Bartholemew said this time, the county's looking closely at convenience and parking as part of its criteria for the selection. Increased training for polling-place volunteers — especially on how to deal with disabled voters — and an increased supply in e-poll books are other ideas that may be utilized.
"I'm sure everybody's going to be looking over our shoulder" for the May election, Bartholemew said.
Yet with voters hassled, delayed, and disenfranchised in the previous election, some activists would like to see even more reforms, and soon.
Last week, a Washington D.C.-based legal-rights group and three local advocacy groups sent letters to Purcell and Secretary of State Reagan, complaining about the long lines and and urging the state to require counties to submit official Election Administration Plans that would include contingency measures for voting emergencies like technological failures and excessive delays.
"There shouldn't just be a desire to do better next time," said Kristen Clarke, president and executive director of the Lawyers' Committee for Civil Rights Under Law. "They should take our call for immediate corrective action."
Each county should produce an EAP before each election and submit it to the state, she said. The plans would take into account: resource allocation, polling equipment, consistent worker training, educational materials submitted in advance of the election, sufficient numbers of provisional ballots and, of course, a healthy number number of polling places.
The letters to the election officials were signed by Clarke and representatives of One Arizona, Promise Arizona, and the Arizona Advocacy Network.
One perennial problem, though, is that not everyone agrees on the types of reforms that should be enacted.
On the Arizona Advocacy Network's website, the group urges "no" votes on bills including a House resolution that would refer a repeal of the Citizens Clean Elections Act to voters this November but supports a bill that would allow the Clean Elections Commission to include federal and judicial candidate statements in voter-education pamphlets.
Arizona lawmakers, like Representative Michele Ugenti-Rita (R-Scottsdale), who chairs the House Elections Committee and sits on the House Appropriations Committee, sponsored the Clean Elections Act repeal resolution as well as a controversial bill signed recently by Governor Doug Ducey that makes it a felony to collect early ballots from voters.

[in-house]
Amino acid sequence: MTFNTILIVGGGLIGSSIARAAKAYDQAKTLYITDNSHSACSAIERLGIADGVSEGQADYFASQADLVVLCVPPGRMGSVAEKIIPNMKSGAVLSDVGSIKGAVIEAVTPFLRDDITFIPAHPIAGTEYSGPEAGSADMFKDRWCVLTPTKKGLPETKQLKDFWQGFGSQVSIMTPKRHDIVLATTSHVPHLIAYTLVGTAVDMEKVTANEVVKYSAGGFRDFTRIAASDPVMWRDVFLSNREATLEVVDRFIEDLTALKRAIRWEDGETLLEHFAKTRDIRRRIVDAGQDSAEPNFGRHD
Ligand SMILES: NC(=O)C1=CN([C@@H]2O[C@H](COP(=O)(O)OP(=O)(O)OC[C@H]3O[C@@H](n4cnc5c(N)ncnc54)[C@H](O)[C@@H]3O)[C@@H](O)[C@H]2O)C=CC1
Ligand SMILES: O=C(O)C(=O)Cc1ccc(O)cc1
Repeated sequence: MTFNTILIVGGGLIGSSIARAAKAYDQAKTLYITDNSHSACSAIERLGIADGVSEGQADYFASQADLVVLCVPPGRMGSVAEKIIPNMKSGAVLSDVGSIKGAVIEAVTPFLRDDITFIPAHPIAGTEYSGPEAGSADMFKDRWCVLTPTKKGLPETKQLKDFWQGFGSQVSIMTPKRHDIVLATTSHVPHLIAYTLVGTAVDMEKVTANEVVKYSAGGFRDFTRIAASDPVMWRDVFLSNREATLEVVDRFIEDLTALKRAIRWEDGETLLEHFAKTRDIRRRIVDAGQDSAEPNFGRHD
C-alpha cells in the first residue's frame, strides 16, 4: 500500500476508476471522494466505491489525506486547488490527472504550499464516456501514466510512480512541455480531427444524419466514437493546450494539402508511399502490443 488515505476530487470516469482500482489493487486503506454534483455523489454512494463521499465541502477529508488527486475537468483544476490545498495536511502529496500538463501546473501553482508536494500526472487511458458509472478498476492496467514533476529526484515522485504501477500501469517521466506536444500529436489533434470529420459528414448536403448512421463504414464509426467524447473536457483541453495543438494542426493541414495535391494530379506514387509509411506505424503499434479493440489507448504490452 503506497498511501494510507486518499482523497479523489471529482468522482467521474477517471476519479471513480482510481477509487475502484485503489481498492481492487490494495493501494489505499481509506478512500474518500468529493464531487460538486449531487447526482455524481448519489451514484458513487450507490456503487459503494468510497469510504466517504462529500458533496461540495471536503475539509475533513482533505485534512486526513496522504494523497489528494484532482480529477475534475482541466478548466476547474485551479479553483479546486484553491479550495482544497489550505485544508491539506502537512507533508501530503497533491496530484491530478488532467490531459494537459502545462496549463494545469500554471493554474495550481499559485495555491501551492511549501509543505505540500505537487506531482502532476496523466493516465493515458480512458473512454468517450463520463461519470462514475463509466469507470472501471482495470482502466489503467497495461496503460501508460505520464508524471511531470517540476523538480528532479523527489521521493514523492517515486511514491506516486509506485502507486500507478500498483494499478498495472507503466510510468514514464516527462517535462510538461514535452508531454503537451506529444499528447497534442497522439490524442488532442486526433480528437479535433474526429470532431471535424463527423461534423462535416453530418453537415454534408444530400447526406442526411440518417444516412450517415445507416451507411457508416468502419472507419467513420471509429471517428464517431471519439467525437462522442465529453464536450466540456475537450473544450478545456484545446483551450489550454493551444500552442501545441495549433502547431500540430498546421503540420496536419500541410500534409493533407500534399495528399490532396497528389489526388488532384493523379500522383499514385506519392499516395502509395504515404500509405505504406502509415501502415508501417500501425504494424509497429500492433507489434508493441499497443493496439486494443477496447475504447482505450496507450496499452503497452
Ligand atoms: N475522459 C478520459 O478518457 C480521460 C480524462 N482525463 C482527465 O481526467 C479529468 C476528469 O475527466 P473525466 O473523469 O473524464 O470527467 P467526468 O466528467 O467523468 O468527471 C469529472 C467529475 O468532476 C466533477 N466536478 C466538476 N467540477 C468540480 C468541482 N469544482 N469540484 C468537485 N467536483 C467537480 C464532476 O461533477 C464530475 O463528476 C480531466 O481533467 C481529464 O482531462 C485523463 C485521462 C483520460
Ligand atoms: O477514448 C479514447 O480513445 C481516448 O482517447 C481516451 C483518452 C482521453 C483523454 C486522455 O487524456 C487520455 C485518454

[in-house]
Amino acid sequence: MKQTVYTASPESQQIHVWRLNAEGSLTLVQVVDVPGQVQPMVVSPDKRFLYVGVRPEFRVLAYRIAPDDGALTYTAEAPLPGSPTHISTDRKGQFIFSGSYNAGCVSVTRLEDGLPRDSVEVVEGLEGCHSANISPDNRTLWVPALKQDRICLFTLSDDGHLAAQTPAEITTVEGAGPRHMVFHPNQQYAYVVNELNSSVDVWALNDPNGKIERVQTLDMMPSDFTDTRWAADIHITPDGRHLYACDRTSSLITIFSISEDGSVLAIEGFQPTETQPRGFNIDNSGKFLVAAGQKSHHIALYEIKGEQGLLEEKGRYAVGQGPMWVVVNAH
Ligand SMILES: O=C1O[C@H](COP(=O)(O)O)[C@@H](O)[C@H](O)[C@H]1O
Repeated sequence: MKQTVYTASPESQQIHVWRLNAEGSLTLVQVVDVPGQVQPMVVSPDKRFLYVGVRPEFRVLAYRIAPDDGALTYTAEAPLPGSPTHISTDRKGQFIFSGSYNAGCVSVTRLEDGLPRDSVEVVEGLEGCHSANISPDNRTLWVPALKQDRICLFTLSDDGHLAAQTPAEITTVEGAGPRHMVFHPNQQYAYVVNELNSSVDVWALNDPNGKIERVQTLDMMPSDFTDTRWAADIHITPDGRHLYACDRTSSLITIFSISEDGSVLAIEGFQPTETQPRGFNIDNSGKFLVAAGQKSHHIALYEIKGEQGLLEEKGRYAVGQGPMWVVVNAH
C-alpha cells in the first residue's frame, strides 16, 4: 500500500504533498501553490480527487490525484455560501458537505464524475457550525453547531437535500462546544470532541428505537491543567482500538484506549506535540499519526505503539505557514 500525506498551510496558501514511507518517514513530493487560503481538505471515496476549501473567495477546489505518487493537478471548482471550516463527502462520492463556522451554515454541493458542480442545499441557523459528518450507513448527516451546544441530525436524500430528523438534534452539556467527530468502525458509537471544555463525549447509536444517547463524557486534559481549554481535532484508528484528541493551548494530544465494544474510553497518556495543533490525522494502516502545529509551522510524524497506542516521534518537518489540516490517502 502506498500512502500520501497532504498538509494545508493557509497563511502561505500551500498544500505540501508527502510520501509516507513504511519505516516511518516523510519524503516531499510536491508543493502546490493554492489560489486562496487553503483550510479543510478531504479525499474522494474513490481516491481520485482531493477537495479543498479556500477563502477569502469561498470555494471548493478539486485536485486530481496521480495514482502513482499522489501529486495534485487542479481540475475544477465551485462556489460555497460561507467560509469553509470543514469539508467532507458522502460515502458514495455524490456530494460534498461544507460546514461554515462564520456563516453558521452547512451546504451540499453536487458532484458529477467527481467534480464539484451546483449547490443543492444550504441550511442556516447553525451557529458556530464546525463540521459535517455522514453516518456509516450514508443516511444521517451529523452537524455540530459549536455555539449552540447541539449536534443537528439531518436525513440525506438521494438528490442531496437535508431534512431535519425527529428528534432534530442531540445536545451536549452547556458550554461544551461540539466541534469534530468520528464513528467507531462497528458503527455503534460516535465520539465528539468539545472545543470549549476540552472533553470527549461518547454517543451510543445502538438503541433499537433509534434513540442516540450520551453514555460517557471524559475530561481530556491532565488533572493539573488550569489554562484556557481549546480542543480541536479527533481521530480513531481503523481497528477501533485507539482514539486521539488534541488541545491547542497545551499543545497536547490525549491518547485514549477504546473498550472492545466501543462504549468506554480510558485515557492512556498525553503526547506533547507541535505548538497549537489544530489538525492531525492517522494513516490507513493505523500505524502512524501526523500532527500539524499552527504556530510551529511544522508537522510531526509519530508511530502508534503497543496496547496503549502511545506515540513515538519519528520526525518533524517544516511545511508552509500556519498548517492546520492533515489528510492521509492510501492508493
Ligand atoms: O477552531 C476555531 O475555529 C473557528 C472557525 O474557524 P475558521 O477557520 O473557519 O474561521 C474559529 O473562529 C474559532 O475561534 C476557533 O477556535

The anti-"ballot-harvesting" law will go into effect 90 days after the current Legislative session ends; it makes exceptions for election officials, postal workers, family members, and roommates.
"After Tuesday, I'm even more confident that championing that bill was the right thing to do," Ugenti-Rita said in an interview last week, when asked about the heavy criticism of the bill. "The public's reaction [to the March 22 problem] shows to me that people do care about the vote. Prohibiting people from collecting other people's ballots protects the integrity of one's vote."
More action by the Legislature could be taken to try and resolve future election-day problems, she agreed.
Addressing things like extended polling hours would be "fair," and maybe same-day registration would help. But those ideas wouldn't have prevented the March 22 debacle.
"If polling places had been open until 8 [p.m.], there still would have been lines," she pointed out, adding that, "I'm not sure it's best to be reactionary."
Ugenti-Rita, who chaired the special Election Committee hearing last week, said that public hearings are important to gathering information, and she's looking forward to the ideas gleaned from hearings planned by the Secretary of State's Office and other sources. Then, for the next legislative session, "you can can digest that and come up with meaningful, substantive solutions to the real problem."
Asked about the money factor, Ugenti-Rita said it wasn't the main issue on March 22, noting that counties have received the same reimbursement rate for years.
"We can have a discussion about whether we should have more or less money," she said. "I've been on Appropriations for six years. That's a fair discussion. But that wasn't the problem."
The problem, she said, was the "poor decision-making" that led to the inordinate reduction of polling places.
Both Ugenti-Rita and Clarke agree they've seen no evidence — so far, anyway — of fraud or intentional voter suppression.
"We're still reviewing," Clarke said. "What's evident is that election officials were not prepared."